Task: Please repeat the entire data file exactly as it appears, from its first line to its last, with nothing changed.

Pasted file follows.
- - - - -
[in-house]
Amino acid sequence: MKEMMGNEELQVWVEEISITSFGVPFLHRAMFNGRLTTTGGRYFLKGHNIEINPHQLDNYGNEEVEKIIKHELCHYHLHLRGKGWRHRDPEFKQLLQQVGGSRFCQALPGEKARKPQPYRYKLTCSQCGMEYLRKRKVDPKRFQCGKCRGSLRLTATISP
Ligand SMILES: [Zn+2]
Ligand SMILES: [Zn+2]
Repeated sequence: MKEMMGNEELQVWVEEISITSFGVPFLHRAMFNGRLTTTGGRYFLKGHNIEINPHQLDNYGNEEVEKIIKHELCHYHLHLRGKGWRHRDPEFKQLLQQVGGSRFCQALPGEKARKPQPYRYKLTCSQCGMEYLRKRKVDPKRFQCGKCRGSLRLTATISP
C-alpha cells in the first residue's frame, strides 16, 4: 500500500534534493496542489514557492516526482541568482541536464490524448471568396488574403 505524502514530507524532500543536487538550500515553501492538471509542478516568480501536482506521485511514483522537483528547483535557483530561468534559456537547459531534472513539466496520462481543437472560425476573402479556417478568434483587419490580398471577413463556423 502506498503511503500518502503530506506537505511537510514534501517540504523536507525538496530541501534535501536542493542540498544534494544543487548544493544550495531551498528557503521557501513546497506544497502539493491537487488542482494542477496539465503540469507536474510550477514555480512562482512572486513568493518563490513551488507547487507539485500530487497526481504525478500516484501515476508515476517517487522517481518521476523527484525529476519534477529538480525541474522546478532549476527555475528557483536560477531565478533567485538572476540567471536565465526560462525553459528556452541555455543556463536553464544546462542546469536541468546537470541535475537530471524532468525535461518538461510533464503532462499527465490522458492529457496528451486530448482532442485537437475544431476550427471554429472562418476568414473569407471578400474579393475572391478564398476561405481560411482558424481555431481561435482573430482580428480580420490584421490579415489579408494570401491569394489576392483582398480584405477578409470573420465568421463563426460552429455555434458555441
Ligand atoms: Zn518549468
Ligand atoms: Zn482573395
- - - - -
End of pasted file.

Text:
[in-house]
Amino acid sequence: MKEMMGNEELQVWVEEISITSFGVPFLHRAMFNGRLTTTGGRYFLKGHNIEINPHQLDNYGNEEVEKIIKHELCHYHLHLRGKGWRHRDPEFKQLLQQVGGSRFCQALPGEKARKPQPYRYKLTCSQCGMEYLRKRKVDPKRFQCGKCRGSLRLTATISP
Ligand SMILES: [Zn+2]
Ligand SMILES: [Zn+2]
Repeated sequence: MKEMMGNEELQVWVEEISITSFGVPFLHRAMFNGRLTTTGGRYFLKGHNIEINPHQLDNYGNEEVEKIIKHELCHYHLHLRGKGWRHRDPEFKQLLQQVGGSRFCQALPGEKARKPQPYRYKLTCSQCGMEYLRKRKVDPKRFQCGKCRGSLRLTATISP
C-alpha cells in the first residue's frame, strides 16, 4: 500500500534534493496542489514557492516526482541568482541536464490524448471568396488574403 505524502514530507524532500543536487538550500515553501492538471509542478516568480501536482506521485511514483522537483528547483535557483530561468534559456537547459531534472513539466496520462481543437472560425476573402479556417478568434483587419490580398471577413463556423 502506498503511503500518502503530506506537505511537510514534501517540504523536507525538496530541501534535501536542493542540498544534494544543487548544493544550495531551498528557503521557501513546497506544497502539493491537487488542482494542477496539465503540469507536474510550477514555480512562482512572486513568493518563490513551488507547487507539485500530487497526481504525478500516484501515476508515476517517487522517481518521476523527484525529476519534477529538480525541474522546478532549476527555475528557483536560477531565478533567485538572476540567471536565465526560462525553459528556452541555455543556463536553464544546462542546469536541468546537470541535475537530471524532468525535461518538461510533464503532462499527465490522458492529457496528451486530448482532442485537437475544431476550427471554429472562418476568414473569407471578400474579393475572391478564398476561405481560411482558424481555431481561435482573430482580428480580420490584421490579415489579408494570401491569394489576392483582398480584405477578409470573420465568421463563426460552429455555434458555441
Ligand atoms: Zn518549468
Ligand atoms: Zn482573395